What Makes This Flu Season So Bad

A dangerous strain paired with less effective vaccines has created a dangerous recipe for illness.

By Sarah Gibbens
Published 18 Jan 2018, 16:40 GMT
A woman receives a free flu shot from a Walgreens employee during a free flu shot ...
A woman receives a free flu shot from a Walgreens employee during a free flu shot clinic at Allen Temple Baptist Church on December 19, 2014 in Oakland, California.
Photograph by Justin Sullivan, Getty

A person, commuting to work on a packed bus, coughs. If they're infected with the flu virus, it could be a recipe for disaster.

Imperceptible to the human eye, the flu virus is one of the most pervasive and persistent on the planet. It mates and spreads in the air. One strain is capable of circumventing the globe in a matter of months.

In the UK, a report has shown that seasonal flu activity has continued to rise in the last week. 

In the U.S., a recently published Centers for Disease Control and Prevention (CDC) report confirmed what hospitals around the country already know—2017/2018 is a bad year for the flu.

Out of every 100,000 hospitalizations in the U.S., 22.7 were for the flu in the first week in January. According to the CDC, the number had doubled from the week before. During the severe flu season that ended in 2015, rates of hospitalisations reached 29.9 for every 100,000.

During a recent January 12 call with reporters, CDC doctor and director of the influenza division Dan Jernigan noted that the flu was widespread across the continental U.S. In the U.K., flu cases have skyrocketed with Public health England reporting a 11 percent increase in the flu hospitalisation cases and a 42 percent increase in the GP consultation rate with flu-like illness compared to the past seven days. It follows a similar pattern seen in Australia during their flu season.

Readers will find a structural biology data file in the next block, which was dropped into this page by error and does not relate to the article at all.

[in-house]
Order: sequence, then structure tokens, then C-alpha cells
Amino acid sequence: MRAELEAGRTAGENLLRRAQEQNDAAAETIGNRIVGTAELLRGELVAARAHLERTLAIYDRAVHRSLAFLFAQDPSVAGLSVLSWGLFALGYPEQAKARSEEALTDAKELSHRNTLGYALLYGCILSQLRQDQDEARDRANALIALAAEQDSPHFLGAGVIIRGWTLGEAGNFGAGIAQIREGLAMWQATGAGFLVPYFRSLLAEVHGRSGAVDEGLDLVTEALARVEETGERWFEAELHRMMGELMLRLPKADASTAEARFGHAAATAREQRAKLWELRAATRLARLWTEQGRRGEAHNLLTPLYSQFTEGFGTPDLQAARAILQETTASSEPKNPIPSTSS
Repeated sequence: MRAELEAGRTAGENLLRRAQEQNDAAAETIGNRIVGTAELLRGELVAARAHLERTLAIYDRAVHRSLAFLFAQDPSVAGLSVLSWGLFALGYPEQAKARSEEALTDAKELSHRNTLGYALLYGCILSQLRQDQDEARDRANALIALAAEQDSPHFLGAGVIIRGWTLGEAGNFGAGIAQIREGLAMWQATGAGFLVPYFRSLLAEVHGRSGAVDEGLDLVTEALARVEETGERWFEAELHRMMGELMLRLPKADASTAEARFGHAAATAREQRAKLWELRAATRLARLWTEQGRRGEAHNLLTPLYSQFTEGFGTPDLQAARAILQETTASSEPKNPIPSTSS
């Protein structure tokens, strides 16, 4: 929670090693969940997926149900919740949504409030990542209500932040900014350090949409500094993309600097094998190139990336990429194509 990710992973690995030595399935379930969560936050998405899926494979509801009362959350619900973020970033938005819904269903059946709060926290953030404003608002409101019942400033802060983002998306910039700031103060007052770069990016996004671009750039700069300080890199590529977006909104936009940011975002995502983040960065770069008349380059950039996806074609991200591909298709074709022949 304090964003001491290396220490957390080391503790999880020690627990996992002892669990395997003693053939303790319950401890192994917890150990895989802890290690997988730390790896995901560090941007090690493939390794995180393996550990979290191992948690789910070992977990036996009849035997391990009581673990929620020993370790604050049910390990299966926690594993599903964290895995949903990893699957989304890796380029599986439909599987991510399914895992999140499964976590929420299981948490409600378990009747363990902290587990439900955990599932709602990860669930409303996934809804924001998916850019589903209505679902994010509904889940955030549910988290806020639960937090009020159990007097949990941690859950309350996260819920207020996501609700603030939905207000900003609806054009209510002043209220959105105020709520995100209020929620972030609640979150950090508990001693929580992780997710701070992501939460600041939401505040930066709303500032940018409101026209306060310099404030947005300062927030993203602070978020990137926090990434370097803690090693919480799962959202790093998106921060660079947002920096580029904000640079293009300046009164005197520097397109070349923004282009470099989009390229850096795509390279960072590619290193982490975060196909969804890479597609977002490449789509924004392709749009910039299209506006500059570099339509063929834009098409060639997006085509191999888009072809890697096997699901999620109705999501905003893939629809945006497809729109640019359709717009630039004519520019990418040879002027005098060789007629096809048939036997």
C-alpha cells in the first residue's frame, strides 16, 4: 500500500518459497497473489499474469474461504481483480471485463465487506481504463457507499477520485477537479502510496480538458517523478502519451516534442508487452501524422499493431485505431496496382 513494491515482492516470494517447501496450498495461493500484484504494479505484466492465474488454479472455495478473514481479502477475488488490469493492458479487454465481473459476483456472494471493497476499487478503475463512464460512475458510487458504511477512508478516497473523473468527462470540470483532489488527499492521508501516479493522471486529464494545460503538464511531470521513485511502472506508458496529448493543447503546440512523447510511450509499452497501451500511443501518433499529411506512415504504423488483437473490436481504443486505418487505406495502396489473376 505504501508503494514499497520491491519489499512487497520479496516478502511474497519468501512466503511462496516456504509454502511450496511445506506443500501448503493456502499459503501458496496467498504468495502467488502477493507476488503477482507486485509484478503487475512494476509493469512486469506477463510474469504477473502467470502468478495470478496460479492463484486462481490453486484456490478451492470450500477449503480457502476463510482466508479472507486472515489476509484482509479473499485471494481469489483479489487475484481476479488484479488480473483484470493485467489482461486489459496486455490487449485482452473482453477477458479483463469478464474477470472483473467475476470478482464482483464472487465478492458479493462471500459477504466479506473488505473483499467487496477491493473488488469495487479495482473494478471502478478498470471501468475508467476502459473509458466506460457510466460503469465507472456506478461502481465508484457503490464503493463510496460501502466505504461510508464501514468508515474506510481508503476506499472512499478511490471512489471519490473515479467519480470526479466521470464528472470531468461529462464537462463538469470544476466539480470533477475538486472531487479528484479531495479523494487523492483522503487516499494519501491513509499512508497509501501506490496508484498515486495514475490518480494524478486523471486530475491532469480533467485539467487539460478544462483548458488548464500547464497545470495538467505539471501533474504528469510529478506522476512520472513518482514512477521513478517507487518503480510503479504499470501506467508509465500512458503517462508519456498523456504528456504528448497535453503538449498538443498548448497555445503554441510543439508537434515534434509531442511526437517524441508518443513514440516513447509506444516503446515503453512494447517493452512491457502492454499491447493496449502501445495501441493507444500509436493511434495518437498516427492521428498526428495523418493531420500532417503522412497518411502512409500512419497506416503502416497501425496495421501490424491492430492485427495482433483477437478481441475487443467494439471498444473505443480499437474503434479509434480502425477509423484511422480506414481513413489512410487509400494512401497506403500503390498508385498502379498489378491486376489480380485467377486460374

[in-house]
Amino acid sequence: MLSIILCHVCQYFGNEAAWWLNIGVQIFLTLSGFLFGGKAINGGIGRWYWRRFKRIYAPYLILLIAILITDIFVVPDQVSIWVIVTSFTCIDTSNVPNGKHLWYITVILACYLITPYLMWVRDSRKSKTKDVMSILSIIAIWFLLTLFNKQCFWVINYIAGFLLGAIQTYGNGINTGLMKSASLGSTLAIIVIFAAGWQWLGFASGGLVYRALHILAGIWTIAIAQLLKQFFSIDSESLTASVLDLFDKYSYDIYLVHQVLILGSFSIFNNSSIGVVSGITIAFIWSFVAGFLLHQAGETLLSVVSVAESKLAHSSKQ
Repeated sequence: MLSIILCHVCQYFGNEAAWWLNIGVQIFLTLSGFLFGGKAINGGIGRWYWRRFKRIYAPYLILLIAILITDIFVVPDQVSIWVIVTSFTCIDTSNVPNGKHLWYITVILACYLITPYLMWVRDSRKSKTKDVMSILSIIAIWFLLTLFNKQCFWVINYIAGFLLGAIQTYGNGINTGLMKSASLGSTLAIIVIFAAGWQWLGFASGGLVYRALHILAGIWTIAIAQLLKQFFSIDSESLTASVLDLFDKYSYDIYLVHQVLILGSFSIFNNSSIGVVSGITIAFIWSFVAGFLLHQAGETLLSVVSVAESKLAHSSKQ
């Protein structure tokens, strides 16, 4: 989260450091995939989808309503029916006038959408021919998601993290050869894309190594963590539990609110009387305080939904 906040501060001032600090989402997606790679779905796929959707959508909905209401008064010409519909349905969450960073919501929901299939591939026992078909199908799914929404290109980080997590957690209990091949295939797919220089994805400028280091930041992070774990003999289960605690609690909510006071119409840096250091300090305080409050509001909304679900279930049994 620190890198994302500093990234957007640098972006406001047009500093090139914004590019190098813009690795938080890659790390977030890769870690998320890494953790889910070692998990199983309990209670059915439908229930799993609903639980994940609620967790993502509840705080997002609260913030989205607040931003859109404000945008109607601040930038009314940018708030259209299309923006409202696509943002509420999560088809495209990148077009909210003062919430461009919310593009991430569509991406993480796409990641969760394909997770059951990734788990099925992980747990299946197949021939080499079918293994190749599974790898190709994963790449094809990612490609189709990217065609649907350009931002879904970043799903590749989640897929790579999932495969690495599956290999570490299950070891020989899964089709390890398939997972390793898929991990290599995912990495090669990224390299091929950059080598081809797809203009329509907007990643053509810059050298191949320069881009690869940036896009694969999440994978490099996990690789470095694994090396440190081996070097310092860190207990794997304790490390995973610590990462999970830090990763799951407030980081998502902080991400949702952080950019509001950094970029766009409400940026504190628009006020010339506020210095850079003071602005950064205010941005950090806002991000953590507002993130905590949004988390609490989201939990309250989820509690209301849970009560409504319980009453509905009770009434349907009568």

National Geographic spoke with three experts about why this year's flu season is unique. Below, we share their responses.

How Bad Is This Year's Flu?

The winter season that began in 2017 and will end in 2018 "unquestionably falls into a bad year," says Anthony Fauci, director of the National Institutes of Health National Institute of Allergy and Infectious Disease.

"Flu seasons every year are bad so there's never a mild flu season," Jernigan noted on the call.

Lone Simonsen, an epidemiologist at George Washington University, is taking a bit more measured view. "It looks right now like a moderate season, but it takes a few weeks to make the final verdict," says Simonsen.

The CDC measures rates of hospitalisations and illness by weeks, and the last time the flu was historically bad was during the beginning weeks of 2015. However, it’s important to remember that flu levels exceed the CDC's threshold to be considered an epidemic almost every year.

This year's flu rates have yet to reach the levels seen three years ago, but flu season is currently at its peak and current trends suggest they could get worse.

Why Is it So Bad?

This year's unfolding flu season can be explained threefold, says Fauci.

First, he says, is the nature of the most dominant flu strain infecting people—H3N2. Flu viruses mutate every year, and it's common to see several strains of flu during the same season. A similar strain called H1N1 was responsible for the 1918 flu pandemic, and the 2009 "swine flu" outbreak.

"H3N2 is historically the bad actor among influenzas," he says. "It's also associated with complications."